This command recursively shows the files in the specified bucket (though the recursive option is not so useful in this case, given that there is only one file).

In [39]:

! aws s3 ls demo\-bucket\-cdl/ \--recursive

2017\-11\-22 20:54:44 10 moved.txt 2017\-11\-22 20:54:40 10 subdir/test.txt 2017\-11\-22 20:54:46 10 test.txt

I wanted to see if I could recursively see all objects in all buckets with just one command. Apparently not:

In [40]:

! aws s3 ls \--recursive

2017\-11\-22 20:54:35 demo\-bucket\-cdl 2017\-11\-22 20:54:36 demo\-bucket\-cdl2

With the SDK

First, to see which buckets are available to you:

In [41]:

for bucket in s3.buckets.all(): print(


This is the equivalent of the CLI ‘ls’ command with ‘–recursive’. As you can see, it iterative rather than recursive. This is because objects in S3 aren’t stored in a directory structure. Each object belongs to a bucket, and has a key which identifies it. When the bucket name and object key are combined you get something that looks like a file path.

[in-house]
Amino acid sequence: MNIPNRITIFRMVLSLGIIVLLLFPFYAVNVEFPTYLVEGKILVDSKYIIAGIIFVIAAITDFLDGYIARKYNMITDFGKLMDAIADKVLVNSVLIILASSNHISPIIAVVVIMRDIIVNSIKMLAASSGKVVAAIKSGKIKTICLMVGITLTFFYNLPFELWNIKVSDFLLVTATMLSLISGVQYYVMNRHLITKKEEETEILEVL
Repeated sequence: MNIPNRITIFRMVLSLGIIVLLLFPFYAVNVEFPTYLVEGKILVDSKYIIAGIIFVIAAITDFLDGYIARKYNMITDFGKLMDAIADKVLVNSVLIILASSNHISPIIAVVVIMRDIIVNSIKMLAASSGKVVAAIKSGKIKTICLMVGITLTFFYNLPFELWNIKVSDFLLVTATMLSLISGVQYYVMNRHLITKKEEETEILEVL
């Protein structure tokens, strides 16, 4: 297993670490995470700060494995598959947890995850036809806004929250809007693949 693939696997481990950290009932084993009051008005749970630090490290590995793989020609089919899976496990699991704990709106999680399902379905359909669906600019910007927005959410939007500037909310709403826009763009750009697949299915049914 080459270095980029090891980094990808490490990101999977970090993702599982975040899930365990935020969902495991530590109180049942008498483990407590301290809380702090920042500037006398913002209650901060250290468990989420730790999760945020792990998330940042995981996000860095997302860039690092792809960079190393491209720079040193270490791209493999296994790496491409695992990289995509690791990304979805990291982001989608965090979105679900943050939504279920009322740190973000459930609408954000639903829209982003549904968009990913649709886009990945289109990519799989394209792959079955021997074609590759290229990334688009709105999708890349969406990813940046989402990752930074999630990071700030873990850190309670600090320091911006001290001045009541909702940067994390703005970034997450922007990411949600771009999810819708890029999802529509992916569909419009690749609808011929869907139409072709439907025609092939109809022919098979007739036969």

In [42]:

for obj in s3.Bucket(name\='demo-bucket-cdl2').objects.all(): print(os.path.join(obj.bucket_name, obj.key))


To show all objects of all buckets:

In [43]:

for bucket in s3.buckets.all(): for obj in bucket.objects.all(): print(os.path.join(obj.bucket_name, obj.key))


Recursively and selectively move, copy, and delete files

With the CLI

We can recursively move/copy all files in a given bucket to another folder.

In [44]:

! aws s3 cp s3://demo-bucket-cdl/ s3://demo-bucket-cdl/backup/ --recursive

copy: s3://demo-bucket-cdl/subdir/test.txt to s3://demo-bucket-cdl/backup/subdir/test.txt copy: s3://demo-bucket-cdl/moved.txt to s3://demo-bucket-cdl/backup/moved.txt copy: s3://demo-bucket-cdl/test.txt to s3://demo-bucket-cdl/backup/test.txt

We can also move/copy a subset of files, but to do so we need to use include and exclude parameters. Let’s use dryrun to see what will happen without making any changes yet.